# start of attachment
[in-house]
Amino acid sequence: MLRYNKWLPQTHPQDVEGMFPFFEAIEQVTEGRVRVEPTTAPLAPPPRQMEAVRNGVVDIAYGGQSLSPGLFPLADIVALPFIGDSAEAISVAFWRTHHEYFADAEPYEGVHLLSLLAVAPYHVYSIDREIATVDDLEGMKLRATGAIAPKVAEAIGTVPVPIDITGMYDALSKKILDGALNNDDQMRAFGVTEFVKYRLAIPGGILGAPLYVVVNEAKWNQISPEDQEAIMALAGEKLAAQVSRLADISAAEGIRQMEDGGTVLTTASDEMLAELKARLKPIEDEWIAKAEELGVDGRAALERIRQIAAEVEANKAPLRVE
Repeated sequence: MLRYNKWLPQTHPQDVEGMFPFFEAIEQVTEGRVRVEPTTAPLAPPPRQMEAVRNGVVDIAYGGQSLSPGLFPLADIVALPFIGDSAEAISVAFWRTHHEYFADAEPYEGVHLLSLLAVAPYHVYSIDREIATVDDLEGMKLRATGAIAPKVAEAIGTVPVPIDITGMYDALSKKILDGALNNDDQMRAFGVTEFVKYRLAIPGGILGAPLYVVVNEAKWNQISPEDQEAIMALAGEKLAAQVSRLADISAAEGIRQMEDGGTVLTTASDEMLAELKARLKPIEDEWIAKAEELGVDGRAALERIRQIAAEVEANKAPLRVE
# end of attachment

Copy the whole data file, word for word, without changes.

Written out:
[in-house]
Amino acid sequence: MLRYNKWLPQTHPQDVEGMFPFFEAIEQVTEGRVRVEPTTAPLAPPPRQMEAVRNGVVDIAYGGQSLSPGLFPLADIVALPFIGDSAEAISVAFWRTHHEYFADAEPYEGVHLLSLLAVAPYHVYSIDREIATVDDLEGMKLRATGAIAPKVAEAIGTVPVPIDITGMYDALSKKILDGALNNDDQMRAFGVTEFVKYRLAIPGGILGAPLYVVVNEAKWNQISPEDQEAIMALAGEKLAAQVSRLADISAAEGIRQMEDGGTVLTTASDEMLAELKARLKPIEDEWIAKAEELGVDGRAALERIRQIAAEVEANKAPLRVE
Repeated sequence: MLRYNKWLPQTHPQDVEGMFPFFEAIEQVTEGRVRVEPTTAPLAPPPRQMEAVRNGVVDIAYGGQSLSPGLFPLADIVALPFIGDSAEAISVAFWRTHHEYFADAEPYEGVHLLSLLAVAPYHVYSIDREIATVDDLEGMKLRATGAIAPKVAEAIGTVPVPIDITGMYDALSKKILDGALNNDDQMRAFGVTEFVKYRLAIPGGILGAPLYVVVNEAKWNQISPEDQEAIMALAGEKLAAQVSRLADISAAEGIRQMEDGGTVLTTASDEMLAELKARLKPIEDEWIAKAEELGVDGRAALERIRQIAAEVEANKAPLRVE